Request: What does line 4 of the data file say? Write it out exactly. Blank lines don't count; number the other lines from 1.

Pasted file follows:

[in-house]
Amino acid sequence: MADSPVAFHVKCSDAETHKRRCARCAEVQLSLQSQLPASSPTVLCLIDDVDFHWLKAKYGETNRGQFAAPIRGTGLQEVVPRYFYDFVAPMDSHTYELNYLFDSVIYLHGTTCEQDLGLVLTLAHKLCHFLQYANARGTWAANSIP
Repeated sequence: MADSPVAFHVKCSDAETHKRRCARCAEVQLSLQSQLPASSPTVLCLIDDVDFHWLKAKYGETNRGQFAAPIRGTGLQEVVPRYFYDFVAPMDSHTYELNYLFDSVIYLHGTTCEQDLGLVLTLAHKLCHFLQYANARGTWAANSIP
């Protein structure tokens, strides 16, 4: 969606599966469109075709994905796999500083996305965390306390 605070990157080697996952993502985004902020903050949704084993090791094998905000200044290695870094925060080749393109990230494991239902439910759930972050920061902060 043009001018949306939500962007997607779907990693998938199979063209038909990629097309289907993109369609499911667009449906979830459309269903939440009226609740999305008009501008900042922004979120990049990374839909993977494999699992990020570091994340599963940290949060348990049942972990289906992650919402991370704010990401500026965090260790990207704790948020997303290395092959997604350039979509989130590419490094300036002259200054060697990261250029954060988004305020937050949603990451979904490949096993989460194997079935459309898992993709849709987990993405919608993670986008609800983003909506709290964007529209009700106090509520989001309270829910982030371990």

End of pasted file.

């Protein structure tokens, strides 16, 4: 969606599966469109075709994905796999500083996305965390306390 605070990157080697996952993502985004902020903050949704084993090791094998905000200044290695870094925060080749393109990230494991239902439910759930972050920061902060 043009001018949306939500962007997607779907990693998938199979063209038909990629097309289907993109369609499911667009449906979830459309269903939440009226609740999305008009501008900042922004979120990049990374839909993977494999699992990020570091994340599963940290949060348990049942972990289906992650919402991370704010990401500026965090260790990207704790948020997303290395092959997604350039979509989130590419490094300036002259200054060697990261250029954060988004305020937050949603990451979904490949096993989460194997079935459309898992993709849709987990993405919608993670986008609800983003909506709290964007529209009700106090509520989001309270829910982030371990």